ICE officers demand Portland mayor apologize for ‘Occupy ICE’ chaos

July 30, 2018

ICE officers sent a cease-and-desist letter Monday to the mayor in Portland, Oregon, demanding he apologize for ordering city police to stand down as protesters ravaged the immigration agency’s headquarters and menaced its employees.

Agency employees say they were harassed, followed and had their personal vehicles damaged when protesters tried to block them from leaving. They say Portland police refused to respond, under orders from Mayor Ted Wheeler, who said he backed the protesters over the feds.

With police on the sidelines the Occupy ICE protesters shut down U.S. Immigration and Customs Enforcement’s building on Macadam Avenue for a week in June and manned an encampment to continue harassing employees for more than a month.

“When the mayor gave the order that police would not support ICE employees trapped in the facility, he turned the lives of our employees over to an angry mob,” said Chris Crane, president of the National ICE Council, which had its lawyer send the cease-and-desist letter. “The mayor stated publicly that he supported the protests, which were supposed to be about protecting immigrant families, but what about the mom’s and dad’s that we had working in that building? What about their kids? These are questions that we’ll be expecting the mayor and city of Portland to be answering in the days to come.”

Portland’s protests were the most violent of a series of nationwide outbursts against ICE, fueled by anger at President Trump’s get-tough border policies.

The situation quickly spiraled out of hand, growing from a small group of protests into a massive “occupy” encampment that shut down ICE’s rented building from June 20 through June 28, when federal police finally gathered enough manpower to retake control. The encampment continued for weeks afterward.

Mr. Wheeler finally turned on the protesters last week and ordered them to disband.

Mr. Crane said ICE employees’ lives were at risk in the early days of the protests, when they blocked the building’s entrances and refused to let people leave. If the rioters had decided to break into the building or to light a fire, “it was theirs for the taking, along with the lives of our employees,” he said.

The mayor’s anti-ICE edict extended even after employees had left the building, according to witnesses who said employees tried to get help after they were followed or had their vehicles damaged, only to be told police wouldn’t get involved at all.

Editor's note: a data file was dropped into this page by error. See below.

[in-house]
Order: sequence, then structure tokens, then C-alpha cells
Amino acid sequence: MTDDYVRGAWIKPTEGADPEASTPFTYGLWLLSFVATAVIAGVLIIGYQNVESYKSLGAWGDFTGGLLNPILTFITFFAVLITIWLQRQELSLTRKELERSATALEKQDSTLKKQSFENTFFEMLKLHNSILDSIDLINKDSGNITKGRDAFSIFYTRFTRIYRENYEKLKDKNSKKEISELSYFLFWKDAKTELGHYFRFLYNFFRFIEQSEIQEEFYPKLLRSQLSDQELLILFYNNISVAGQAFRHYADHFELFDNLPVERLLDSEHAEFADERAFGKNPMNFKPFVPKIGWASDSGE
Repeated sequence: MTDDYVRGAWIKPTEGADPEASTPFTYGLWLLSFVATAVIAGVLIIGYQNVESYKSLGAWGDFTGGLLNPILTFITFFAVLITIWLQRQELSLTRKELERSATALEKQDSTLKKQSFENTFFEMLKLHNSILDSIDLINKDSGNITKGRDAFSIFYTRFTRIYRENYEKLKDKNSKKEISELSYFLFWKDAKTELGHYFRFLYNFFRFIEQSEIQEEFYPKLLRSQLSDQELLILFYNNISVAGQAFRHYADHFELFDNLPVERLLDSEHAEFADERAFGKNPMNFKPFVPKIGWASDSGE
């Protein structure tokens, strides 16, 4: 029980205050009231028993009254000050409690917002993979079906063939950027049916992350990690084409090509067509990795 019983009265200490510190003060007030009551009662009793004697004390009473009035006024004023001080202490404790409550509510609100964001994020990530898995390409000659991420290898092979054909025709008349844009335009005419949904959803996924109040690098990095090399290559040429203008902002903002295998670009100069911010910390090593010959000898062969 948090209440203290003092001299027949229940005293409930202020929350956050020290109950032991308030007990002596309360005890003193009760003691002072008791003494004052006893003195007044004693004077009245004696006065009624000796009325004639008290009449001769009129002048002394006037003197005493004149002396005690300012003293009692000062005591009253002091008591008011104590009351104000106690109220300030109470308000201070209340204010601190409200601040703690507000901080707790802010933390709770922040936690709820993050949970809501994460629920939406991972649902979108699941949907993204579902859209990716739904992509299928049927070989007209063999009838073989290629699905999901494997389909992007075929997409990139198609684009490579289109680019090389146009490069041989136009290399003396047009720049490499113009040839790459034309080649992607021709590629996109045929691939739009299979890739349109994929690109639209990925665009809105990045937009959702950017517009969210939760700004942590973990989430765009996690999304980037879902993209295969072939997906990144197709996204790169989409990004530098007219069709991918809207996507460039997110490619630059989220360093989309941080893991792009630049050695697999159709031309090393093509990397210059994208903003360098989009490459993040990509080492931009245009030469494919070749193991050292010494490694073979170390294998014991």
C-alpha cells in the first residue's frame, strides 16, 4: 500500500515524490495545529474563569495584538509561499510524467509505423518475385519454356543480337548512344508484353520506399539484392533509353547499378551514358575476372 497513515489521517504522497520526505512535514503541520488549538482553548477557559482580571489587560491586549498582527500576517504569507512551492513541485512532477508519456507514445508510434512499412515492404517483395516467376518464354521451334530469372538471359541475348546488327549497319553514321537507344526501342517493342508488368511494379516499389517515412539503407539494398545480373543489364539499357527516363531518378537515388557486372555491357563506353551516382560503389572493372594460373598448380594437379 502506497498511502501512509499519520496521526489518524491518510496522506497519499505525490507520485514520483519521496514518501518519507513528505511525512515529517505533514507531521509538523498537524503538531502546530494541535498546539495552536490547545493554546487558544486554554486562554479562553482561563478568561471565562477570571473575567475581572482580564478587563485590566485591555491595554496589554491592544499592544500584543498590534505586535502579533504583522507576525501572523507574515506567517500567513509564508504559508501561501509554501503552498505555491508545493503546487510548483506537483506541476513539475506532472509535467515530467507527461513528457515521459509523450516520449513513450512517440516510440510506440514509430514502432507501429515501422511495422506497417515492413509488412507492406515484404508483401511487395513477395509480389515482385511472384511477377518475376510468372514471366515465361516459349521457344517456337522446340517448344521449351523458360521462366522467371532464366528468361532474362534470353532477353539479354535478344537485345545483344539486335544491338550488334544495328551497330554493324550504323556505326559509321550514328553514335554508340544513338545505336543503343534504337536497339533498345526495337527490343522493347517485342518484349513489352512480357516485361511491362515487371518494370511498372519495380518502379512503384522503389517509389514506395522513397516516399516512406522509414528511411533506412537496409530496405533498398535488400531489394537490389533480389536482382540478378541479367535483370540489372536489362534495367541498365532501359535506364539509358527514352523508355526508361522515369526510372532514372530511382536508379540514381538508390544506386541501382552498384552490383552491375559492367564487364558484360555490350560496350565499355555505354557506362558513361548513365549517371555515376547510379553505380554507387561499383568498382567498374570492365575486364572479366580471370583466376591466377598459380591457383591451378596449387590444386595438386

The cease-and-desist letter says Mr. Wheeler’s order “created a zone of terror and lawlessness.” The letter demands he apologize, agree to a meeting and make clear that city policy have a duty to respond to citizens in need even if they work for a federal agency.

Mr. Wheeler’s office said lawyers are “reviewing the letter.”

Last week, in a press conference, Mr. Wheeler said he supported the protesters and their anti-ICE message. Still, in comments reported by OregonLive.com, he said the encampment went on too long, and left “piles of garbage” which he said “deters from the main message” the anti-ICE protesters were trying to deliver.

That message included pulling down the building’s American flag, carrying anti-riot shields and even using homemade spike strips to try to damage employees’ cars, one ICE officer said.

That employee recounted the story of a disabled Marine who was working in the office on the first day of the protests, who was blocked when he tried to leave the building to pick up his daughter from camp, managed to get around the blockade but only after his car was scratched and tires slashed, then was followed to the camp.

His initial calls for police assistance were ignored. He was allowed to make a report on the damage to his vehicle, but after he called to report being followed police told him they were staying out of the matter, the ICE source told The Washington Times.

“I know everything’s politicized, but when it comes to basic police protection that should transcend politics,” the ICE officer said, laying blame at the feet of the mayor. “It comes down to life and death. He was irresponsible.”

Mr. Crane, speaking to The Times, also wondered why the Trump administration and Congress didn’t do more to defend ICE in the battle with the city.

“For now, a handful of ICE officers and staff are taking this mayor and city on all by ourselves,” he said. “We’ll fight alone for the rule of law and safety of our employees nationwide if that’s what it takes, but someone on our six would be a welcome change moving forward.”

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